The Covid-19 pandemic brought the concept of a cashless society closer to becoming a reality, as people ditched physical money in favour of contactless payments.
However, cold, hard cash still retains an important place in our society, with the elderly and those needing to tightly control their budgets especially reliant on it.
Indeed, the latter has become all the more important in the wake of the cost of living crisis, and its impact on everything from the price of petrol to the supermarket shop.
On Tuesday (6 September), it was announced 13 new banking hubs would be opened across the UK in a bid to improve access to cash.
It comes after several high street banks announced they would be closing their high street branches this month.
Which? research has found 736 bank branches closed in 2021, with more than 5,000 shutting their doors since 2015.
So where will the new bank hubs be - and how do they work?
Here’s what you need to know.
What are bank hubs?
Bank hubs are essentially standard bank branches.
However, they are operated by Post Office staff and cover most high street bank brands.
They are intended for communities whose access to cash has been restricted as a result of bank branch closures.
Banks say the closures are often because the communities are not big enough to sustain standalone branches.
A trial for the concept began in 2021, with the first hubs opening in Cambuslang, South Lanarkshire and Rochford, Essex.
According to the Banking Hub Company - the business operated by the banks that run the banking hubs - these initial locations have been visited 60,000 times by customers and have seen transactions worth £16 million take place.
The money for the concept comes from the following banks:
- Bank of Ireland
- Danske Bank
- HSBC UK
- Lloyds Banking Group
- Nationwide Building Society
- NatWest Group
- Santander UK
- TSB Bank
- Virgin Money
“Cash still matters hugely to millions of people across the UK and with the cost-of-living crisis biting, more and more people are turning to cash as a way of budgeting effectively,” said Natalie Ceeney, chair of the Cash Action Group.
“Banking Hubs are designed for towns which are too small to sustain multiple bank branches each only serving part of the community.
“The Hub network will expand significantly to meet the demand of communities across the UK.
“I would expect us to be supporting hundreds of communities within a few years.”
It comes as legislation to protect the right to use cash - the Financial Services and Markets Bill - is set to begin its journey through Parliament later in September.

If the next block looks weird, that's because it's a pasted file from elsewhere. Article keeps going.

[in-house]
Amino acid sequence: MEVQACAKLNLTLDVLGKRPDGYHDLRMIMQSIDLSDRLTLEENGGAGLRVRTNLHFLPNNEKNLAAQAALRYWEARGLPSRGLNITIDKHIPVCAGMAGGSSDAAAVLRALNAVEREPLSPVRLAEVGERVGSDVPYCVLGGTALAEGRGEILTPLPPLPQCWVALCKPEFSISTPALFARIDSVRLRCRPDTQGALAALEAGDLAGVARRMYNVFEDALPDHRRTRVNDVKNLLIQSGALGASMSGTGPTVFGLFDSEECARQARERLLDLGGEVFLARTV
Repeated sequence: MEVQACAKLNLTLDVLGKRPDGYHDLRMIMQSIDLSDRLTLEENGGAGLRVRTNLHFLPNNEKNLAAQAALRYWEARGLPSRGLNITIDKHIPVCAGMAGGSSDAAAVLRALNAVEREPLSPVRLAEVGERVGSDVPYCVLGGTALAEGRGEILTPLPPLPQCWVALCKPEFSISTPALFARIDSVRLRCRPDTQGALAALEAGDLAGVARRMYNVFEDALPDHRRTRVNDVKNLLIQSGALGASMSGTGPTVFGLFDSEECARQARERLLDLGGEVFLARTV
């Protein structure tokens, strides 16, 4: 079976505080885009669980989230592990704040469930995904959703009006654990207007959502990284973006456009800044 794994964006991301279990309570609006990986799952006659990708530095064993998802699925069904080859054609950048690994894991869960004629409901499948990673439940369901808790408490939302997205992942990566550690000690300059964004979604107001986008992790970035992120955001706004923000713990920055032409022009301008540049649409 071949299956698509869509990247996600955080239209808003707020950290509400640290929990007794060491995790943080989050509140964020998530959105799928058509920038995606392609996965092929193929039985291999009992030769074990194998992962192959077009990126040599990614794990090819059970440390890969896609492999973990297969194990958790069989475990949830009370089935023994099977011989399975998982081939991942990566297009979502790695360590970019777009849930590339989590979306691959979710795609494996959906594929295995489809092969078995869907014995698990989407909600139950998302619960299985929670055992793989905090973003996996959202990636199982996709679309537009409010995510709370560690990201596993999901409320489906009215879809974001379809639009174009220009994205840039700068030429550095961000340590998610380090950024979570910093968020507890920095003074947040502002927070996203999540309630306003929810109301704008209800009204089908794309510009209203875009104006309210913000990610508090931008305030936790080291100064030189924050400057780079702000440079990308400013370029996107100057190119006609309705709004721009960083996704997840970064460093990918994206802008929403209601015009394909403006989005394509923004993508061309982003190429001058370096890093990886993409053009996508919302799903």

What can you do at a bank hub?
Bank hubs can be used in the same way as a bank branch.
Customers of any bank can:
- take out and deposit cash
- make bill payments
- carry out regular banking transactions
- speak to staff from their bank for advice and support
The latter part of the service runs out of private spaces in the hub.
Each bank involved in the scheme will provide staff on a rotational basis, so trained specialists from different high street brands will be available for appointments on different days.
Where are the new bank hubs?
13 new bank hubs are opening across the UK.
Their locations have been determined by Link - the organisation that oversees the UK’s cash machine network.
Every time a bank or cash machine closes, Link makes an assessment of how simple it is to get to the closest place offering bank services, as well as the demographics and vulnerability of the community.
Alongside the two hubs that have already been opened, here is the location of another 9 that are already in the process of being set up:
- Acton (West London)
- Buckingham (Bucks)
- Brixham (Devon)
- Cottingham (East Yorkshire)
- Knaresborough (North Yorkshire)
- Looe (Cornwall)
- Syston (Leicestershire)
- Carnoustie (Angus)
- Welshpool (Powys)
Here is where the 13 newly announced banking hubs will be located:
- Axminster (Devon)
- Barton-upon-Humber (Lincolnshire)
- Lutterworth (Leicestershire)
- Royal Wootton Bassett (Wiltshire)
- Cheadle (Staffordshire)
- Belper (Derbyshire)
- Maryport (Cumbria)
- Hornsea (East Yorkshire)
- Brechin (Angus)
- Forres (Moray)
- Carluke (Lanarkshire)
- Kirkcudbright (Dumfries & Galloway)
- Kilkeel (County Down)
In addition to these new hubs, standalone deposit and banking services will be rolled out to libraries and community centres in the following locations: Swanley (Kent), Holywood (County Down), Shanklin (Isle of Wight), Dunmow (Essex), Faversham (Kent), Atherstone (Warwickshire), Billericay (Essex), Bourne (Lincolnshire), Holyhead (Anglesey), llfracombe (Devon), Swanage (Dorset) and Wallingford (Oxfordshire).
When will bank hubs open?
There is no set date for when the new banking hubs will open their doors to the public.
However, the Banking Hub Company said they would open their doors “within months”.
Issues with getting the hubs up and running include finding suitable sites and making them secure and accessible enough for customers to safely bank at them.